A retired senior army officer has claimed authorities knew British troops in Iraq were at increased risk, before two soldiers from Solihull and Swadlincote were killed by a 400 strong mob.
Six soldiers, including Lance Corporal Thomas Keys from Solihull, and Corporal Russell Aston from Swadlincote, died in 2003 when the mob attacked a police station.
The source, described as reliable, also alleged the incident was part of a series backed by Iran. The MOD has been asked to investigate the claim.
The MOD has said:
"It is impossible to place reliance on information attributed to an unnamed individual. However, if anyone has any new information about the events in question, we would encourage them to submit it to the MoD."
The families of two Army Red Caps from Swadlincote, Derbyshire, and Solihull killed by an Iraqi mob are to bring a human rights act claim against the Ministry of Defence (MoD).
Lance Corporal Thomas Key, 20, and Corporal Russell Aston, 30, were killed when 400 people attacked a police station in Majar al-Kabir in Iraq in June 2003.
The families hope their legal action against the MoD will trigger a public inquiry into the deaths, having said they were dissatisfied with both the inquests and board of inquiry investigation which followed the deaths.
Two families of Army Red Caps killed by an Iraqi mob, are to sue the Ministry of Defence for negligence. Corporal Russell Aston from Swadlincote in Derbyshire and Lance Corporal Thomas Keys from Solihull were killed alongside four other Royal Military Police officers.
The case which is the first of its kind, follows a judgement by the Supreme Court last month which ruled that soldiers at war are covered by human rights laws and are owed a duty of care. Kate Fisher reports.
Our thoughts remain with the families of those who lost their lives in this incident and it is a matter of deep regret that the perpetrators of these appalling murders have not been brought to justice. We believe that the circumstances in which they took place have been as fully investigated. It would be inappropriate to comment further, ahead of any forthcoming legal proceedings.
Two Midlands families of Army Red Caps killed by an Iraqi mob are suing the Ministry of Defence for negligence.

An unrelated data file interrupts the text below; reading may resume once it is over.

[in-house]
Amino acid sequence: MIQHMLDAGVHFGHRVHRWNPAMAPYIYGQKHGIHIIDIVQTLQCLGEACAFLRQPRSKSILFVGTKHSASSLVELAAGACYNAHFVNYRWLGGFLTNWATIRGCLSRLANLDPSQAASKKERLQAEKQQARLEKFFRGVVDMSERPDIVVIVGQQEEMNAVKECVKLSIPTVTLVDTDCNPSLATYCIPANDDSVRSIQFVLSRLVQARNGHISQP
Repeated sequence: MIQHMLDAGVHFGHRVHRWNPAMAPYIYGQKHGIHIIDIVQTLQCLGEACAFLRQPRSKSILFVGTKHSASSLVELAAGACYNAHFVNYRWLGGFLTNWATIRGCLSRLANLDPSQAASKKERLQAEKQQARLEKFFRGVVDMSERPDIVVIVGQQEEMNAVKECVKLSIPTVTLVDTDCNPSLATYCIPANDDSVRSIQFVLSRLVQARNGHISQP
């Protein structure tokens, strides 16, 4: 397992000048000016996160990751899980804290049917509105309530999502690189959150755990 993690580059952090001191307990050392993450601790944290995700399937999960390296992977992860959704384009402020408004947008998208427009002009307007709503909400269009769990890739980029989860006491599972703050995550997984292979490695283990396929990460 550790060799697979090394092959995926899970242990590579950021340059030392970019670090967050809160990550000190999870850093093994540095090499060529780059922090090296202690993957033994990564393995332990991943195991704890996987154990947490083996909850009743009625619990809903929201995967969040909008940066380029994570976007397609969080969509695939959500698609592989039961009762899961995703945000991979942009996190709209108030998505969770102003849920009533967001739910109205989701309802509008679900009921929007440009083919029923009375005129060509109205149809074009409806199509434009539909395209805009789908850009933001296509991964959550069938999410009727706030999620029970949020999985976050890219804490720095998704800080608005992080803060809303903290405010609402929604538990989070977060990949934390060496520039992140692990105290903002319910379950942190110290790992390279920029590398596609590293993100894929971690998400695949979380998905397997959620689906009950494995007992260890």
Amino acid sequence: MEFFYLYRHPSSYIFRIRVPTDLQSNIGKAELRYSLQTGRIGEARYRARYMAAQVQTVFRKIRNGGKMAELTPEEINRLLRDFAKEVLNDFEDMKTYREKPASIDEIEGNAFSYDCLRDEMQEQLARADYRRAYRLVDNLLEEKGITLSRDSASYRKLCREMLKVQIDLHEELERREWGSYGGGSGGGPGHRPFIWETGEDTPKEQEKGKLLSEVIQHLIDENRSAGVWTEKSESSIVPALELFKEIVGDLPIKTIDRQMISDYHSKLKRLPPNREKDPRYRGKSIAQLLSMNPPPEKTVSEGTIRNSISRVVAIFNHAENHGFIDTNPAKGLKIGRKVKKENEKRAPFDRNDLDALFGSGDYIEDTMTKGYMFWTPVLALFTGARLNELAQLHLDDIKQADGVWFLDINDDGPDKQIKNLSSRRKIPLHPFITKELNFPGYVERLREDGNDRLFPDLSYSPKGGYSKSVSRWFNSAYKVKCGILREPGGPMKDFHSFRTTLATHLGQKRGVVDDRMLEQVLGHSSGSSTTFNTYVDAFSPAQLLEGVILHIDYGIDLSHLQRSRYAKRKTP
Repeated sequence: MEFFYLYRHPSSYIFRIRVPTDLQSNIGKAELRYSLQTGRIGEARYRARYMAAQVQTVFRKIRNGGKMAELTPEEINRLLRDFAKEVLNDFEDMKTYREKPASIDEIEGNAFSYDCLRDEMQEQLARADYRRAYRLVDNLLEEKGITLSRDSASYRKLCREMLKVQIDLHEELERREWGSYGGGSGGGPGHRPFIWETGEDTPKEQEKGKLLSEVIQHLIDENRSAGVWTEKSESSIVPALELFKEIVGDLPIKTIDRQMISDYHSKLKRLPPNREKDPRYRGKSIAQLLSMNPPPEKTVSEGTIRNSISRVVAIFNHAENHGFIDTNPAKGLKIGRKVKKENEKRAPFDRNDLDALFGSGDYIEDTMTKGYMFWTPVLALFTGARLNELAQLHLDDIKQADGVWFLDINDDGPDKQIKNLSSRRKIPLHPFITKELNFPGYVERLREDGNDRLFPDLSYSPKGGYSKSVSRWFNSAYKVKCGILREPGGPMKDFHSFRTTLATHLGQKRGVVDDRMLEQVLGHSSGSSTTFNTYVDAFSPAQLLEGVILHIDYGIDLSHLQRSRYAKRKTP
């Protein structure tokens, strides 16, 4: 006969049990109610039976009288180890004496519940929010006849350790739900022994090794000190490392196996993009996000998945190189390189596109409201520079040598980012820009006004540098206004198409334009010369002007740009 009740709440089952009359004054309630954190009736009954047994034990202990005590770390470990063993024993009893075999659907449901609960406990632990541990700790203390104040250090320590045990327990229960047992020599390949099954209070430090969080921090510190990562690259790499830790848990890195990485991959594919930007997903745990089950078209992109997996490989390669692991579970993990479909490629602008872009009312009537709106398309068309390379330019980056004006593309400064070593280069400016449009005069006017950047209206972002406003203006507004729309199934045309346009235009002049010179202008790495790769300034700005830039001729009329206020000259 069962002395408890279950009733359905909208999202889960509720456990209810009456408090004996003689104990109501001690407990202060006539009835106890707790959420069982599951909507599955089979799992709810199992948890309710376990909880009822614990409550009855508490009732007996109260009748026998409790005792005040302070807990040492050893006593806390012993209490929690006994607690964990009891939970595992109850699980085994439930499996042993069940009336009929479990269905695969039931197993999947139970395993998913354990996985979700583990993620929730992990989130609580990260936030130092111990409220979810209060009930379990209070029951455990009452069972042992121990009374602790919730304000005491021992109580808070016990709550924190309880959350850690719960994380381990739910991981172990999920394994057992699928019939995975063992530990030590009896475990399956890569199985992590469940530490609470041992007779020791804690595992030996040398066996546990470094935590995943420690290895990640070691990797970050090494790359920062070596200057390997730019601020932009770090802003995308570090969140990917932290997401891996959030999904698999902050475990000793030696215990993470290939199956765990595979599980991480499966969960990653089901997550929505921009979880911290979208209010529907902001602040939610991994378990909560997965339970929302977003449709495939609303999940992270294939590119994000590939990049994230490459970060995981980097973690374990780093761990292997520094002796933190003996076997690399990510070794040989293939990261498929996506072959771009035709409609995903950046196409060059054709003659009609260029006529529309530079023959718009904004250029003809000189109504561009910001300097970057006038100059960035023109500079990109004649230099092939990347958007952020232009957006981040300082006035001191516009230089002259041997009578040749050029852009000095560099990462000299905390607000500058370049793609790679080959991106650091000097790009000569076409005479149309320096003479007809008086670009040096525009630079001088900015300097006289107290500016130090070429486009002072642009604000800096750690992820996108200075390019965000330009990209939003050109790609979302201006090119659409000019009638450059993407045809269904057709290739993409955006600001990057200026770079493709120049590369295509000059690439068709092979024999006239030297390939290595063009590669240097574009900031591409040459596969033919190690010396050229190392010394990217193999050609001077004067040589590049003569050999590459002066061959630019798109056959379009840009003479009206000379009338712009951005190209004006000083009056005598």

Corporal Russell Aston from Swadlincote in Derbyshire and Lance Corporal Thomas Keys from Solihull were killed alongside four other Royal Military Police officers when more than 400 Iraqis stormed a police station where they were helping to train locals.
The legal action follows a landmark judgement by the Supreme Court last month, which ruled that soldiers at war in foreign lands are covered by human rights laws and are owed a duty of care.
Rainbow Waste based in Swadlincote, Derbyshire, has released this statement following the death of an employee.
Rainbow Waste can confirm that an employee has died following an accident at the company's Swadlincote premises on the morning of Friday 7th June 2013. Rainbow Waste is working with the relevant authorities, including the Health and Safety Executive, to investigate the incident. The company has been in touch with the employee's family to express its deepest condolences to his friends and family.
At this difficult time our thoughts are obviously with his family and work colleagues. All those involved in the incident have been offered counselling. Rainbow Waste takes its Health & Safety obligations very seriously. The events leading up to the incident are now a matter for investigation by ourselves, the Police, and the Health & Safety Executive and it would be inappropriate for us to comment further whilst the investigation is ongoing.
A 24-year-old male taken from the scene of the incident in Grobian Way, Swadlincote, has now unfortunately died in hospital as a result of his injuries. Officers from Derbyshire Police are now assisting the HSE and South Derbyshire Coroner in investigating the full circumstances of this tragic accident.